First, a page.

I am in the heady midst of one of those reorganizations wherein I dump everything out of my drawers and make several piles around my bedroom: on the floor, in a chair, on the bed. These piles soon grow so large and embracing that I have trouble distinguishing them from one another. Then I start trying on items to see if they fit, and if so, in what way. Soon I’m wandering around the apartment in an outfit that I love, but that I never wore because the elements were buried, all built from clothes that I can’t wear now because the season has changed.

With this reorganization I am targeting a particular problem: because I save old clothes as well as clothes I really like, if I just glance in my closet it’s hard for me to see my best things right away. Instead I see a bunch of weary running t-shirts from the ’70s (I refer to these as “heirlooms” in my head) mixed in with several nice sweaters, one of which is moth-eaten because it has been abandoned for so long.

I’m also attempting something I’ve imagined for years, but couldn’t do before the iPhone: take photos in the mirror of completed outfits and create an album on my computer. Some days I can think of three great outfits, some days I can’t see anything but my duck sweatshirt (these days seem to be steadily growing). Solved!

anyone have a favorite fall trend you’re latching onto and turning into your signature look?

 

 

 

The Toastmaster 1B14 remains “the absolute end-all-and-be-all toaster there ever was.”

and you can still find it on ebay. Today’s Sunday New York Times includes the annual food issue of the magazine!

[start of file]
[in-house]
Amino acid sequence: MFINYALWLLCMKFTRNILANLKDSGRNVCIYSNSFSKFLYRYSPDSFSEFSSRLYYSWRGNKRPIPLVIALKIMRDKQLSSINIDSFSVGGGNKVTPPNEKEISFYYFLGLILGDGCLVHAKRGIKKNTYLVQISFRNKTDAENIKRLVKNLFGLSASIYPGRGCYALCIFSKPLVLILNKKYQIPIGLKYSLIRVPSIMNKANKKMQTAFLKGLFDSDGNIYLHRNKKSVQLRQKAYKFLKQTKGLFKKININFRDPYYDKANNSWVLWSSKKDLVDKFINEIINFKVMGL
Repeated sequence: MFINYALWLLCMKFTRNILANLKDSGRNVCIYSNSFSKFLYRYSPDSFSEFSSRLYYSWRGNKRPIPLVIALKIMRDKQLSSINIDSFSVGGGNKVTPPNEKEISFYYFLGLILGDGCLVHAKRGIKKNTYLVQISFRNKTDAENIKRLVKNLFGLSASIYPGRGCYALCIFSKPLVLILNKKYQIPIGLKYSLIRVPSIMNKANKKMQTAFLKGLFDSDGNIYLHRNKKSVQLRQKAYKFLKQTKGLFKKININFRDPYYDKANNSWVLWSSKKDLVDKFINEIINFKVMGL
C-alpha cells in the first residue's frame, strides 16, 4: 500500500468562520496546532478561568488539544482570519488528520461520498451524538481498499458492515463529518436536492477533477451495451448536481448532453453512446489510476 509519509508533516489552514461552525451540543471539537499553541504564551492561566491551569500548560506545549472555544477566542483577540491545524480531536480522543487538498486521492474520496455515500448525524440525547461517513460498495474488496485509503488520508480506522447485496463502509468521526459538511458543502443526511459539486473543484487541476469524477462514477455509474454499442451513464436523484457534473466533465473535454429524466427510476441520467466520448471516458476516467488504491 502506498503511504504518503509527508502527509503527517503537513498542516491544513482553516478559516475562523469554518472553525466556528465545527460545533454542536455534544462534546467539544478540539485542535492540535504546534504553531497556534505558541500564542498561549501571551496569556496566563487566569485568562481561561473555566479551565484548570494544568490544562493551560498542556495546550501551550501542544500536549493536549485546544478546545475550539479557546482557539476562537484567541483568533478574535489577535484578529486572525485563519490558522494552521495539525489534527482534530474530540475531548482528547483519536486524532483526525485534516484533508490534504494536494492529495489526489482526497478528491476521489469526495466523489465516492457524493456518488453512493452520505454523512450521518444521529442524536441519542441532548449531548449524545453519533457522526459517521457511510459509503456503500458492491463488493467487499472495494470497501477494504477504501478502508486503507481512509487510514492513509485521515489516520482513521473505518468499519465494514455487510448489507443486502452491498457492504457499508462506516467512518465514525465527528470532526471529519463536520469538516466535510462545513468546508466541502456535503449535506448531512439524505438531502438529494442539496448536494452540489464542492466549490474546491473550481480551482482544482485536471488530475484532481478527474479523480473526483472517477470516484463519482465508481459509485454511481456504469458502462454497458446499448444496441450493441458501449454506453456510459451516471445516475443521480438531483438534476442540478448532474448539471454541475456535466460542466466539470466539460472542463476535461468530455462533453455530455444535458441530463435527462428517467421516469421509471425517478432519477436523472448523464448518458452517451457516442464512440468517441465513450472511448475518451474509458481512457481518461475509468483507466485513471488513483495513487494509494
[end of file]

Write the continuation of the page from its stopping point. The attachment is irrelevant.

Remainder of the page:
dear xobreakfast reminded me it might be nice for a follow-up about my class.

I’ve only had two so far, but I am loving it! The first class we went over what all those curious buttons meant. Of course I didn’t remember everything the first time but after they were explained once, it’s about practicing and slowly creating habits of what works.

For the first class the homework was playing with the fstop and experimenting with depth of field.

I decided to take a note from Garance and write all over my photos in fluorescent colors. If you click on any of these photos, they will suddenly be huge in your browser.

like the pros, I must tell you what camera I have. It is a Canon 20d. I bought it because Chris Glass used to have it, and said he liked it.

Because this model is rather old news these days, (it doesn’t even know what the word video means) you can buy it used for a relative steal online.

Taking a class is lovely because it gives you an excuse to haul your camera everywhere, and annoyingly break-off mid-sentence to snap photos of artsy doorways.

Next assignment: portraiture! This is intimidating because it involves playing with lights and whiteboards, and those types of things. Hopefully I will have something pretty to show you next time.

I love clicking around the internet home of Kiosk because they’ve got literally the best collection of things you never knew you wanted. and so clickable….

This past weekend we were given two baby gifts from them and now I like them even more: they include little explanatory tags with each item, describing where the item was from and why they liked it. Nice red tape corners too. It’s the details, amiright?

This xylophone, made of wood and metal, is from Germany. Look at that handy carrying handle for when Lux is busking around Boston!

With Steve Jobs announcement of retiring from Apple, it’s been sweet to see the internet spring into action and write up little memorials, odd au revoirs, and even buy more Apple stock.

I’ve seen a few vintage Apple ads posted in tribute, which reminded me that the white screened, hoodie-ed, possibly high, Ellen Feis Switch ad is still the best.